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Ethics in Australian public life have reached an all-time low

Some years ago, a lawyer friend of mine was released from prison after serving time for trust account fraud. Upon being asked what he was hoping to do with his liberty, he mused that teaching ethics to law students was his new calling. After I picked myself up off the floor, he explained that he had previously thought ethics was a lot of silly annoying rules, rather than a moral code, and he hoped to save the next generation from going where he had been.

Nicola Gobbo appeared on the ABC last year, but her face hasn't been seen at the royal commission this week.

Nicola Gobbo appeared on the ABC last year, but her face hasn’t been seen at the royal commission this week.Credit:ABC

His inquiries to various law schools drew a blank.

John Cain, the most ethical politician I ever met, was this week honoured at a memorial service. Premier Daniel Andrews announced that part of the tennis centre will be renamed John Cain Arena to honour his memory. But how about a better legacy for Cain – restoring integrity and teeth to Freedom Of Information laws, another of John Cain’s remarkably progressive creations?

The Labor state government has taken to releasing reports with the content entirely blanked out, just pages and pages of black ink, instead of submitting to proper scrutiny. This is a betrayal of the FoI mandate and a betrayal of the legacy of its creator.

Illustration: Matt Davidson

Illustration: Matt DavidsonCredit:

Casey Council extended paid leave to former mayor Sam Aziz, who has urgently decamped to Egypt just as strong evidence of bribery is ventilated against him at the IBAC. He denies any wrongdoing, but, inconveniently, a heart condition prevents him returning to attempt to clear his name. The council claims it has legal advice that it is compelled to keep paying its absent and disgraced former leader.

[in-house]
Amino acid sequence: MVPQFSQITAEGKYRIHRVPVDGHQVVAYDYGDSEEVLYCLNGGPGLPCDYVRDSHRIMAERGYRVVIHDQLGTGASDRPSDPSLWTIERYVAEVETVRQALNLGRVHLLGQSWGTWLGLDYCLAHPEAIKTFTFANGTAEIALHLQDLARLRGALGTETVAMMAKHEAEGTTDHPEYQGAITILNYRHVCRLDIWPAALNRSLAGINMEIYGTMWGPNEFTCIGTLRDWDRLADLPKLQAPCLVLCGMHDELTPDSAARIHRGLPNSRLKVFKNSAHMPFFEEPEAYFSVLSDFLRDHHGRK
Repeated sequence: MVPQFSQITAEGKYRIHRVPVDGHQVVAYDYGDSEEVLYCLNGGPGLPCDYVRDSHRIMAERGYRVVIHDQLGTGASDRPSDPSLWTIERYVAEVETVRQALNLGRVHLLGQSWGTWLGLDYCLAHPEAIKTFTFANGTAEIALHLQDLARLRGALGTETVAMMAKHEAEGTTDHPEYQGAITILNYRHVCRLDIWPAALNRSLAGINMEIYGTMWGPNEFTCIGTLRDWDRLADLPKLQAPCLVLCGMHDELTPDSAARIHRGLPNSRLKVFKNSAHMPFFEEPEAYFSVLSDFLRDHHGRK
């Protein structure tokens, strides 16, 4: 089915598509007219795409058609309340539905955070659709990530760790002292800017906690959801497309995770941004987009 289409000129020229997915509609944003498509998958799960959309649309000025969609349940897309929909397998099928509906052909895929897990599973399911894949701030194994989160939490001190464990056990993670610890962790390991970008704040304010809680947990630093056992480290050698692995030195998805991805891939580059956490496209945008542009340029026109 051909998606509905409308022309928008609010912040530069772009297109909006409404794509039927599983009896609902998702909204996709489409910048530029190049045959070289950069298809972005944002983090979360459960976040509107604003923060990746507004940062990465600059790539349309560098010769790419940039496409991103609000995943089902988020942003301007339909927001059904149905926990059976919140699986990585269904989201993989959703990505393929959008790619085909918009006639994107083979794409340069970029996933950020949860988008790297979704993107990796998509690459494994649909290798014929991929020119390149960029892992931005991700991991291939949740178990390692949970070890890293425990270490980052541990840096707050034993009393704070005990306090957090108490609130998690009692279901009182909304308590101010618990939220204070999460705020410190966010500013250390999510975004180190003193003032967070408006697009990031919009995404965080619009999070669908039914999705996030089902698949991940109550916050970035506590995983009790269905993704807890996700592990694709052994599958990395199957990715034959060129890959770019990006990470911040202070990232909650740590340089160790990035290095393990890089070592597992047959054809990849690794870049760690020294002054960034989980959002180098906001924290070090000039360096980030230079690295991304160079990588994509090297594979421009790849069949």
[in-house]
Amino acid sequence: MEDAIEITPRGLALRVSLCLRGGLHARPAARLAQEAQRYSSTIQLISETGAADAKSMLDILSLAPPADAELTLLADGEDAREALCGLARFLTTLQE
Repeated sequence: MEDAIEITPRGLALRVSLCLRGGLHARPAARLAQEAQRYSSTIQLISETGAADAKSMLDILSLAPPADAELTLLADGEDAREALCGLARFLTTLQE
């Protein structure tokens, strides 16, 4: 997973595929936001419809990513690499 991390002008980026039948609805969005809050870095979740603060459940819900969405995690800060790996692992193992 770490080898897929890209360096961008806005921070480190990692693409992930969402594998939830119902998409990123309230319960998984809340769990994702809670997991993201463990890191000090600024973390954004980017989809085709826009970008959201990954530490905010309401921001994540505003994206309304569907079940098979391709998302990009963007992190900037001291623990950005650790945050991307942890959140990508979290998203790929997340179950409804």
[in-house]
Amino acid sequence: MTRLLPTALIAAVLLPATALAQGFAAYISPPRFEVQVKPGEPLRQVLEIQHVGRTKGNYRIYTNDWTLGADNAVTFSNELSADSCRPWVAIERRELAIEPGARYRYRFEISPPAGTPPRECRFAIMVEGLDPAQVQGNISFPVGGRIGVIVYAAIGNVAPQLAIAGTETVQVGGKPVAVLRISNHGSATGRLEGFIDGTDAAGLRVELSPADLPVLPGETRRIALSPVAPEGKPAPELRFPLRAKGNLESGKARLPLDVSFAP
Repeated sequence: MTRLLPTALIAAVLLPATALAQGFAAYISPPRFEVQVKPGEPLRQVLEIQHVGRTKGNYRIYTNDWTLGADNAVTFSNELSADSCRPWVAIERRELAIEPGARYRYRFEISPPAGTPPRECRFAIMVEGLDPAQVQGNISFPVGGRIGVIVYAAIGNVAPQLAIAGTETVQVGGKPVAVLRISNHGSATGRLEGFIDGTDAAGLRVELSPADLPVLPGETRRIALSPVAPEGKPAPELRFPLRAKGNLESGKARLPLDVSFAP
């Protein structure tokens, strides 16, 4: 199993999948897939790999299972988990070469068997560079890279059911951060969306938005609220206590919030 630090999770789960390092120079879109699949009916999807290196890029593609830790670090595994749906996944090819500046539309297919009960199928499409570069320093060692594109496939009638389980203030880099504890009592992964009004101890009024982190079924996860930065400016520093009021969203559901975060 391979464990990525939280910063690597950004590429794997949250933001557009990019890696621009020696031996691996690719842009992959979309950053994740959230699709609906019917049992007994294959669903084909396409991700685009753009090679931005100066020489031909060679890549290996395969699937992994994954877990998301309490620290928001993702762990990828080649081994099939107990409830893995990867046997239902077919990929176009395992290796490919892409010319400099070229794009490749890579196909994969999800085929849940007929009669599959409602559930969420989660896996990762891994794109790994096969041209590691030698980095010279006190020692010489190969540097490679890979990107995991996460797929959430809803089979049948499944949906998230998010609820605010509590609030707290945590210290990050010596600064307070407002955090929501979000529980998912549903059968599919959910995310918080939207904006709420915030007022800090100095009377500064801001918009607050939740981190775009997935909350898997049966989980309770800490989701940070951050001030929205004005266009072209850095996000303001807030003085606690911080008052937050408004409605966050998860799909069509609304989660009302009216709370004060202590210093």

And then, to put the icing on top, an offshore company, part of a complex international network of companies fronted by Heston Blumenthal, trousers a $2 million licence fee from Crown casino to open a restaurant using the celebrity TV chef’s fame as a drawcard.  Over just a few years the staff are underpaid $4.5 million. Crown say it was nothing to do with them … they just advertised for the staff, interviewed them, vetted who got hired but never directly employed any of those forced into working huge unpaid overtime. No, not at all. They were in fact employed by a company registered in a Caribbean island tax haven, untraceable and unaccountable.

Who else got dudded here? Crown was charging Heston rent of $1 a year, so we assume that peppercorn rent was paid and Crown are not down the gurgler for one entire dollar. But what about the ATO? Superannuation? Other small and trade creditors?

And what of the creative hard-working accountants and solicitors who structured ghastly confection? Their work was almost as complex as the pungent sauces and flavours that made Heston famous around the world. But unlike the tax experts, Heston’s staff leave you with a pleasant taste in the mouth.

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I spent last week working in Port Moresby. The new prime minister, James Marape, is committed to creating an anti-corruption commission and whistleblower protection laws when their Parliament resumes in a few weeks. It looks as if PNG will have an ICAC before Australia does.

Our government seems to be made up of the last people to get their heads around the urgent need for a similar national body here. Might the sports rorts scandal be an example of the type of referral to a National Integrity Commission [NIC] that the Coalition is determined to avoid? And the ALP want to call it that so that when the warrants are issued you are “nicked”.

Back in Port Moresby, when asked why he was committed to doing what many PNG PMs had all promised to do but never delivered, Marape said he was doing it because he wants his kids to be proud of their name. His spontaneous answer provoked spontaneous applause from the sceptical and wary mining executives and business audience he was addressing.

This week the Cain family were publicly honoured, and rightly so. When he delivers, so will the Marapes in PNG. But the Blumenthals? The Aziz family? Was the quick buck worth the public disgrace?

And my heart goes out to an ailing Sir James Gobbo, former governor of Victoria, and those many honourable Gobbo family members for the continuing cloud over their otherwise distinguished legacy.

Jon Faine is a former presenter on ABC 774.

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